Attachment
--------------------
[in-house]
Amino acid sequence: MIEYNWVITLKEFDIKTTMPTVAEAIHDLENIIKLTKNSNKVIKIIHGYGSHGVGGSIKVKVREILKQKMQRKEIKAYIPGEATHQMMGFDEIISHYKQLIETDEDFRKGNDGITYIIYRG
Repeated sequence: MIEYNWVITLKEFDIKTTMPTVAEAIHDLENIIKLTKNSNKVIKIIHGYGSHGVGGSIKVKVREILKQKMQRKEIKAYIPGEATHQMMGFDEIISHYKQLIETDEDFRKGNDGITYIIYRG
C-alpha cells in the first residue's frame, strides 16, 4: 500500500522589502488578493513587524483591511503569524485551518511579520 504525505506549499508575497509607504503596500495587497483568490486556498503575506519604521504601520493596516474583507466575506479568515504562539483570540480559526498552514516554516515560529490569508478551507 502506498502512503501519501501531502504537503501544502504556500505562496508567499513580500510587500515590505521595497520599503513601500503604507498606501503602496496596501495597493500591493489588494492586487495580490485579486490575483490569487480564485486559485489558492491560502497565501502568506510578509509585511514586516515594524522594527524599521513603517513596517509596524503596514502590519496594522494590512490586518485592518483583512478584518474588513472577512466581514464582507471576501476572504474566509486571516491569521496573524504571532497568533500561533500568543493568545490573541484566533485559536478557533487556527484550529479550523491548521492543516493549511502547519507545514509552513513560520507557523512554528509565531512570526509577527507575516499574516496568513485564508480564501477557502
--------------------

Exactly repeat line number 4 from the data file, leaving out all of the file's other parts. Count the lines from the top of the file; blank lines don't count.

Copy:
C-alpha cells in the first residue's frame, strides 16, 4: 500500500522589502488578493513587524483591511503569524485551518511579520 504525505506549499508575497509607504503596500495587497483568490486556498503575506519604521504601520493596516474583507466575506479568515504562539483570540480559526498552514516554516515560529490569508478551507 502506498502512503501519501501531502504537503501544502504556500505562496508567499513580500510587500515590505521595497520599503513601500503604507498606501503602496496596501495597493500591493489588494492586487495580490485579486490575483490569487480564485486559485489558492491560502497565501502568506510578509509585511514586516515594524522594527524599521513603517513596517509596524503596514502590519496594522494590512490586518485592518483583512478584518474588513472577512466581514464582507471576501476572504474566509486571516491569521496573524504571532497568533500561533500568543493568545490573541484566533485559536478557533487556527484550529479550523491548521492543516493549511502547519507545514509552513513560520507557523512554528509565531512570526509577527507575516499574516496568513485564508480564501477557502